Critical Evaluation

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Last Updated on May 7, 2015, by eNotes Editorial. Word Count: 1483

Edmund Burke’s first important publication, A VINDICATION OF NATURAL SOCIETY, subtitled A VIEW OF THE MISERIES AND EVILS ARISING TO MANKIND FROM EVERY SPECIES OF CIVIL SOCIETY, IN A LETTER TO LORD-——, BY A LATE NOBLE WRITER , satirically attacked the views of Lord Bolingbroke (the late Noble Writer),...

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Edmund Burke’s first important publication, A VINDICATION OF NATURAL SOCIETY, subtitled A VIEW OF THE MISERIES AND EVILS ARISING TO MANKIND FROM EVERY SPECIES OF CIVIL SOCIETY, IN A LETTER TO LORD-——, BY A LATE NOBLE WRITER, satirically attacked the views of Lord Bolingbroke (the late Noble Writer), whose philosophical works had been published posthumously in 1754. By adopting Bolingbroke’s manner, Burke hoped to give a tone of irony and satire to his own opinions on society. So well did he succeed in imitating his model’s polished style, however, that A VINDICATION OF NATURAL SOCIETY was generally received as Bolingbroke’s own, even by such critics as Chesterfield and Warburton.

Burke’s central point was to show that Bolingbroke’s arguments in favor of natural against revealed religion were equally applicable in favor of natural as against artificial society. Two years before A VINDICATION OF NATURAL SOCIETY appeared, Rousseau had in fact developed the thesis that a simple society close to nature was morally superior to the refined society of Europe. Burke understood the revolutionary nature of this doctrine and its threat to the established order, and he consistently maintained that any society was preferable to the hypothetical “state of nature.” To prove that he understood the implications of his opponents’ arguments better than they themselves did, he assumed their position with massive irony: “In vain you tell me that artificial government is good, but that I fall out only with the abuse. The thing! the thing itself is the abuse!” His irony is so cleverly disguised that J.B. Bury commented, “A VINDICATION . . . worked out in detail a historical picture of the evils of civilization which is far more telling than Rousseau’s generalities.”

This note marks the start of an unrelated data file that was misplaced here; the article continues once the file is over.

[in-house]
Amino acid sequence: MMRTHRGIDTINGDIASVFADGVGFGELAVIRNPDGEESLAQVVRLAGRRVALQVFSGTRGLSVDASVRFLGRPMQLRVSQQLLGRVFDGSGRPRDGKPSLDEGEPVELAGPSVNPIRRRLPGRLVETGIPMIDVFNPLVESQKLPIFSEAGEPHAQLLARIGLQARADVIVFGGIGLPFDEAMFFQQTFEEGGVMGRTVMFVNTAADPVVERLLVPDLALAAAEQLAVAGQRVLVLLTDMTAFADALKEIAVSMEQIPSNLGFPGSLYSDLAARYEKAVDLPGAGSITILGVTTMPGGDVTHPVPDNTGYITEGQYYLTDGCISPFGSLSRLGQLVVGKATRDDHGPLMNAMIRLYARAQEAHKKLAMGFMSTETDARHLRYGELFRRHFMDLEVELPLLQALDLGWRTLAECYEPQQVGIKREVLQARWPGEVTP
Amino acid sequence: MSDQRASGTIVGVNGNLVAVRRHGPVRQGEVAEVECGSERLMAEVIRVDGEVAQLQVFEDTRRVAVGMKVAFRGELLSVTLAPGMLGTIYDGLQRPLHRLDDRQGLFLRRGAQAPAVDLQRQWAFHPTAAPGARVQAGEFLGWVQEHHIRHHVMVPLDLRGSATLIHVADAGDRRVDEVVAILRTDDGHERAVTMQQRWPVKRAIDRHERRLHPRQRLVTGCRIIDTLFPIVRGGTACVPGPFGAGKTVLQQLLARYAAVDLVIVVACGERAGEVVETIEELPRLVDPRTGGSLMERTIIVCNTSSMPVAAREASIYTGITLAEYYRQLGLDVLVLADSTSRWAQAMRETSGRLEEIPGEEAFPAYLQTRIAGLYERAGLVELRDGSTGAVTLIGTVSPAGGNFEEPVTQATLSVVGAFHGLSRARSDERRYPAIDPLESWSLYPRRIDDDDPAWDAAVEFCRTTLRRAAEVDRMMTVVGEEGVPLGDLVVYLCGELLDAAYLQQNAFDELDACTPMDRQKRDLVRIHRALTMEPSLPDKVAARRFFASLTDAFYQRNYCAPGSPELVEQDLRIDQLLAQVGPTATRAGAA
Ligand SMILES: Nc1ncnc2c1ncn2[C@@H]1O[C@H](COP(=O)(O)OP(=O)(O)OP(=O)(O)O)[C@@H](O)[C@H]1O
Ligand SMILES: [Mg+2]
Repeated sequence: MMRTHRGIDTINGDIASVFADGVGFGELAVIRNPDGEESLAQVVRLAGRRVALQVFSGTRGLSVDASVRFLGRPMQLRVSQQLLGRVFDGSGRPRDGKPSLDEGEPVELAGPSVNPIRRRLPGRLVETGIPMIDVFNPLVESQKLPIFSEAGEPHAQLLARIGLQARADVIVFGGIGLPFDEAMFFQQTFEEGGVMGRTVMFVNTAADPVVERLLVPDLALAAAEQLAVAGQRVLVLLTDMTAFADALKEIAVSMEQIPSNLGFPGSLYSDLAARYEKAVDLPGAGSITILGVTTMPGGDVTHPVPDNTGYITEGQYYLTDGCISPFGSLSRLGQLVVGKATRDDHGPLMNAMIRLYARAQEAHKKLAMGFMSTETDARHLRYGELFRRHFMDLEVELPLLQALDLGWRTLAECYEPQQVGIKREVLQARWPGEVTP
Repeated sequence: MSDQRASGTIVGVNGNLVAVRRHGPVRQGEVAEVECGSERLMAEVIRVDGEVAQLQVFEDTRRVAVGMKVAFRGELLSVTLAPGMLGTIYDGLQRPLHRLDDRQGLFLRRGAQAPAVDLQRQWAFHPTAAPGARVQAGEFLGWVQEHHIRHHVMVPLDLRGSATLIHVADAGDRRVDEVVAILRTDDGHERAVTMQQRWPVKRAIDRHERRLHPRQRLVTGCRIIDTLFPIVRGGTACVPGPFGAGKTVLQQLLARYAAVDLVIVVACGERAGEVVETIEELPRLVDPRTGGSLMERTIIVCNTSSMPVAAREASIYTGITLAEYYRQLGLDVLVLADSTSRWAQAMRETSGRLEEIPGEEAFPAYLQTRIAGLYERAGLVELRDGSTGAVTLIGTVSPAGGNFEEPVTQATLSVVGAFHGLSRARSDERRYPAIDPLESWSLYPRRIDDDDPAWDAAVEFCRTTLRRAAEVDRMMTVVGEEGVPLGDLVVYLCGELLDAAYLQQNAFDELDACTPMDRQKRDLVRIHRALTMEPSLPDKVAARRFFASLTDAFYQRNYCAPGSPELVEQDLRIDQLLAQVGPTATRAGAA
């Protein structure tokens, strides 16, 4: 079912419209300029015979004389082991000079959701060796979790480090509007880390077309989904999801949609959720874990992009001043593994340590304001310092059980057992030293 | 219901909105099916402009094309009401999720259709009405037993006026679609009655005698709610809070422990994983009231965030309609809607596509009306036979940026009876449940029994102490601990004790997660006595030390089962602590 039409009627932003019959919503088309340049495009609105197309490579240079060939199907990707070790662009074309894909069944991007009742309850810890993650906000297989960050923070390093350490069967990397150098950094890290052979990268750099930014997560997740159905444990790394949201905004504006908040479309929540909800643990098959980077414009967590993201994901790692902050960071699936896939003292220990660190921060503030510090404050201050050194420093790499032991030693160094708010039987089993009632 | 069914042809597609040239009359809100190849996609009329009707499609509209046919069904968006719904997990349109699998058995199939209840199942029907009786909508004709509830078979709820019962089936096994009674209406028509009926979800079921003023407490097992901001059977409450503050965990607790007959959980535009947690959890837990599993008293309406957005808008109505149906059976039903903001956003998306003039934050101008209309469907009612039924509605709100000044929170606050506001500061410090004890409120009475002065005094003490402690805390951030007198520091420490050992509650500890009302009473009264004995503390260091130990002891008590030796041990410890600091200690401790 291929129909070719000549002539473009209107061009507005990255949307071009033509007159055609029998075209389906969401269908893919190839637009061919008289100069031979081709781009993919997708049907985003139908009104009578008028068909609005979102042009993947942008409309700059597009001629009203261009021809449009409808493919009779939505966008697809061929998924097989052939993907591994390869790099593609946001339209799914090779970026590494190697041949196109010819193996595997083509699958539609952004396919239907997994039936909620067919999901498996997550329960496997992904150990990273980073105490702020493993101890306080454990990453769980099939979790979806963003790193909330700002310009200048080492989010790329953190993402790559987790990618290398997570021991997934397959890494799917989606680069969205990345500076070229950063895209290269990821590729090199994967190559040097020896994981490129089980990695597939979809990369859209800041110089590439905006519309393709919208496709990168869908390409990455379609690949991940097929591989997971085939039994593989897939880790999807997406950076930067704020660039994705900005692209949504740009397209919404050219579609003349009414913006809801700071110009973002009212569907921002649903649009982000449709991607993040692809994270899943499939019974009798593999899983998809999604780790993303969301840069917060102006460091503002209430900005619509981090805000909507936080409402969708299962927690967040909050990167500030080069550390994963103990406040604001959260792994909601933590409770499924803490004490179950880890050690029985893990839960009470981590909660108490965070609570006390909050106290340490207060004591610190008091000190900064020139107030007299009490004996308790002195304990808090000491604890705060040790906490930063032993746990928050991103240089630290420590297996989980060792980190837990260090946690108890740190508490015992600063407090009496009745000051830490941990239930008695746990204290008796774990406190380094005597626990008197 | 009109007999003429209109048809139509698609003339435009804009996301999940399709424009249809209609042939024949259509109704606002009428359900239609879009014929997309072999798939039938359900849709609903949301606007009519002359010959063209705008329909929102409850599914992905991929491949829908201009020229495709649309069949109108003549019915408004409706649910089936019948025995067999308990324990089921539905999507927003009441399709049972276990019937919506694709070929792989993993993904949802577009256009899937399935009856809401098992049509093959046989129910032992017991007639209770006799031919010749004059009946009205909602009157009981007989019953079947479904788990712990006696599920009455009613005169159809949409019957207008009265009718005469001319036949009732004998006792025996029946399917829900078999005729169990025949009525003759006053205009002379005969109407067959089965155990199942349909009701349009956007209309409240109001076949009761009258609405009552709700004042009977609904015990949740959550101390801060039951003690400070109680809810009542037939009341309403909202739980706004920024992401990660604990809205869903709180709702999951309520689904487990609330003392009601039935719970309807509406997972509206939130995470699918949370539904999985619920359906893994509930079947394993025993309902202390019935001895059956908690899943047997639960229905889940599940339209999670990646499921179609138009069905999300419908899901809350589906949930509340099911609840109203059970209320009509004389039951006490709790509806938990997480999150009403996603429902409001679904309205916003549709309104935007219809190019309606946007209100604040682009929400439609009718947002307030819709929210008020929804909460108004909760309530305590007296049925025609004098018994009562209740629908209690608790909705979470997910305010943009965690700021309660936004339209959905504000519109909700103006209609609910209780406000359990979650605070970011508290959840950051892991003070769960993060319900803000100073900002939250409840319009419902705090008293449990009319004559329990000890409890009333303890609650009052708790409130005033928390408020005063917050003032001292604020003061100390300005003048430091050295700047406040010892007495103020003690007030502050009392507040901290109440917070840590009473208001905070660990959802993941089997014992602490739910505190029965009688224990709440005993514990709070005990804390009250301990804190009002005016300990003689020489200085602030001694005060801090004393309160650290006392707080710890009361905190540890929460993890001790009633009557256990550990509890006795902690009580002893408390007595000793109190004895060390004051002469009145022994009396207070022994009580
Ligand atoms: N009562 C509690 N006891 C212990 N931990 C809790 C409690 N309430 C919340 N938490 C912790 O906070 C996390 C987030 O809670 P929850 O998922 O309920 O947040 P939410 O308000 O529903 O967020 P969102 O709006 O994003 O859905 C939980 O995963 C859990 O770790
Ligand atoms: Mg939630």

Burke begins by distinguishing between a natural society and the political society which came into being when man, observing the advantages of the family union, assumed that larger unions would be beneficial as well. Because the society so created was artificial, man was forced to invent laws. By stating the case so baldly, Burke hoped to ridicule Bolingbroke’s straightforward rationalism. He puts a major part of the blame for social corruption on religious institutions in a covert attempt to identify Bolingbroke’s deism with an attack on the social order: “Civil government borrows a strength from ecclesiastical; and artificial laws receive a sanction from artificial revelations. The ideas of religion and government are closely connected; and whilst we receive government as a thing necessary . . . we shall in spite of us draw in . . . an artificial religion of some kind or other.” Although Burke’s Noble Writer disavows any attack on English society, the sweeping nature of his generalizations obviously implicates him.

The state, the Noble Writer goes on, can be viewed in two different lights, in its external relationship to other states, and in its internal relationship to the governed. He finds that a description of the honorable conduct between nations would not fill ten pages, but their record of war and treachery is beyond human accounting. With deliberately exaggerated concern in proving his point, Burke devotes about one-sixth of his essay to the history of war. He caps his summary with the estimate that the number of men slaughtered in battle was seventy times the five hundred million then inhabiting the earth. The Noble Writer concludes that “. . . political society is justly chargeable with much the greatest part of this destruction of the species.” In this passage Burke’s irony attains a subtle level of complexity. Thoughtful men could hardly deny the general truth that Burke seemingly offered to his opposition. Burke’s irony is perhaps intended to demonstrate that such righteousness is easy, and that his own views were based upon principle, and not upon a justification of the status quo.